This was the only art museum we visited in Berlin. The Pergamon is filled with antiquities from ancient Greek, Babylonian and Arabic cultures. The museum has a great 30 minute audio introduction to the museum that we listened to and then we wandered around looking at other things that piqued our interest. I really enjoyed looking at some of the arabic rugs and textiles in the museum.
Potsdamer Platz is supposed to be the central area of the city and is
filled with lots of ads, tall buildings and shops. The most striking
building in the center is the Sony building, which looks like Mt Fuji
from outside and a space ship from inside. And, in the interest of full
disclosure and being real (thanks Amy), it is also the place where we
succumbed to American food and had ourselves a snack of 6 donuts
and 2 large hot chocolates from Dunkin Donuts (who knew it was so
popular in Germany?). Yes, we were on a total sugar rush after that!
But, how could we just buy four when a half dozen was cheaper?
We visited the Jewish museum on Thursday afternoon after a lovely lunch in the museum café. The museum is designed by Daniel Libeskind and is full of such striking symbolism history through its windows, gardens, art installations and enclosed spaces. The museum had a lot of interactive exhibits that would be great for young kids, but we mostly enjoyed the design of the building and the photos and descriptions in the collection.
We stayed at Pension Peters, which was recommended in the Rick Steves book. We could not recommend this hotel enough. It was the most inexpensive hotel of the trip, included breakfast, had soaring ceilings and a beautiful courtyard view and was incredibly clean. We were so happy to have found this place.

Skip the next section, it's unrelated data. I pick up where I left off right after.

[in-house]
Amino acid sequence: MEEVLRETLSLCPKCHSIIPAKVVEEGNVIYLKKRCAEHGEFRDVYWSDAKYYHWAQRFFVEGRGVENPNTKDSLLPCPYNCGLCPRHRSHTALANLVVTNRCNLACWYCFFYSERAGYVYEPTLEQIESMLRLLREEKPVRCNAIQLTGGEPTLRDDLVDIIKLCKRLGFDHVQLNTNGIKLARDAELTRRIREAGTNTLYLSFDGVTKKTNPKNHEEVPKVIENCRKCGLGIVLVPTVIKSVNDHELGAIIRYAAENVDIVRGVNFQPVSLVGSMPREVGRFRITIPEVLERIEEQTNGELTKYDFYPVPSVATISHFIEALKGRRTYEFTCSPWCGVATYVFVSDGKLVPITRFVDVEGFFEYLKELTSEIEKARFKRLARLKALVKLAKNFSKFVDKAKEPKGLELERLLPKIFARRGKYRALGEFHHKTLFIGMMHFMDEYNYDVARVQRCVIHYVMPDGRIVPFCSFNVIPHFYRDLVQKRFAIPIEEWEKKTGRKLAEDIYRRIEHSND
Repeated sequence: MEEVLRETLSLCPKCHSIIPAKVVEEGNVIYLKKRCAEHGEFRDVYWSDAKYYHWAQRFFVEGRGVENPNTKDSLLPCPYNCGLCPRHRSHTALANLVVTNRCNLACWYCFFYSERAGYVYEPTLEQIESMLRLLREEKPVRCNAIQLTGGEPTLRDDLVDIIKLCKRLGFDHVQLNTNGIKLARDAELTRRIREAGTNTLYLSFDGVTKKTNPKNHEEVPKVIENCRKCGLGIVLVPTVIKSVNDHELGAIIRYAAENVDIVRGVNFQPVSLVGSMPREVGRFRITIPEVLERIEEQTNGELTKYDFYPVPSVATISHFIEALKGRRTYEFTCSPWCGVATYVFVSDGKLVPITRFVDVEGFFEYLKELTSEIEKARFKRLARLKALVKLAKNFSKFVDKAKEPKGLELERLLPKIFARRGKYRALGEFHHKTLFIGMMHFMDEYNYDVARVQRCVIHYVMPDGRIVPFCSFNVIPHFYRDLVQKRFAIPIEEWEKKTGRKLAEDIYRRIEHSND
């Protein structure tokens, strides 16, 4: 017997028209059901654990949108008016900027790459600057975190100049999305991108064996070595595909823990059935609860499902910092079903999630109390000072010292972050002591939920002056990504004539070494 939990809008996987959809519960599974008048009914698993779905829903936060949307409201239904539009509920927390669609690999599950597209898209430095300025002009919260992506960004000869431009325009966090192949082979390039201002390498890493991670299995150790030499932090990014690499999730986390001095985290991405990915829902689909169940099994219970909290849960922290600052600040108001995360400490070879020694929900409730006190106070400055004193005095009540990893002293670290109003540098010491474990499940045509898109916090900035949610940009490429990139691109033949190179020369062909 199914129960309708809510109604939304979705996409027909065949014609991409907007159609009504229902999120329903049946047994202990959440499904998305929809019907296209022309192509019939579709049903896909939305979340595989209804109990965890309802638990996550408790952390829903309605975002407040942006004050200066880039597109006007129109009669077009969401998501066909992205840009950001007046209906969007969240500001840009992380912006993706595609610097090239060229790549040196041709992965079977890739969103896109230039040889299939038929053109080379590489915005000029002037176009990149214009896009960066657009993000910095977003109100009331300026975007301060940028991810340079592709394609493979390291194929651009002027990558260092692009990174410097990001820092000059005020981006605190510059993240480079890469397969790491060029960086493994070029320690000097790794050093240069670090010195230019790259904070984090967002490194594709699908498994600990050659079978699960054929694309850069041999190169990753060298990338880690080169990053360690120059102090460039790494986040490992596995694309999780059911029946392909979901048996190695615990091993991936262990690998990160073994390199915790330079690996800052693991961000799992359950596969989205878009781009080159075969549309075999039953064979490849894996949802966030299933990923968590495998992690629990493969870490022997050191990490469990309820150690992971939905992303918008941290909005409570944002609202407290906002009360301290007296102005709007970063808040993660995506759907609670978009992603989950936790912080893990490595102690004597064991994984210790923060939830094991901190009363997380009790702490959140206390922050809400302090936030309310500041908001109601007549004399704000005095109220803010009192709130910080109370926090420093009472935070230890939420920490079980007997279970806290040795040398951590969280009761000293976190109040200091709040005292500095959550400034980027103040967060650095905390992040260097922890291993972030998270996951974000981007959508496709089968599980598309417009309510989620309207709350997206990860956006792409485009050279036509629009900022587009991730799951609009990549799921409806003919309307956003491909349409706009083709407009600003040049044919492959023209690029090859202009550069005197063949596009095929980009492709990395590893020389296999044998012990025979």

On a side note, Jon and I are totally sold on the separate bed coverings thing. This solved the cover stealing debate that has been going on since we were married. We each had our own blanket and were warm throughout the night. I think I will be turning the Crate and Barrel quilt that I wanted to make into two twin sized quilts with a duvet pocket so that we can use separate quilts in the summer and separate comforters in the winter.
Mr Hai & Friends Vietnamese food:
We were so happy to have found this restaurant. It's located just around the corner from Pension Peters and has two pages of the menu devoted to vegetarian dishes. Because we couldn't understand German, we just pointed to a dish and were surprised with what we got. We ate there twice because we enjoyed the food (and ease of ordering) so much.
Our last stop in Berlin was at this old church that was bombed out in WWII. Instead of tearing the church down, it was left up as a monument and the church was rebuilt around it. The old and new remain to remind visitors of the past and encourage them in the future.
• • •
On Friday morning, we journeyed on the U-Bahn to the home of my ancestors, or at least what I pretended to be was the home of my ancestors. My maiden name was plastered everywhere and I had fun getting pictures to bring back to my family. If the museum had museum t-shirts, I totally would have brought them all home to my family for their annual Christmas photo. Unfortunately, they did not, so they'll have to enjoy the photos of the local farm, apothecary, café, bookstore, map and train station!
And, you can see the rest of the Berlin pictures on flickr: here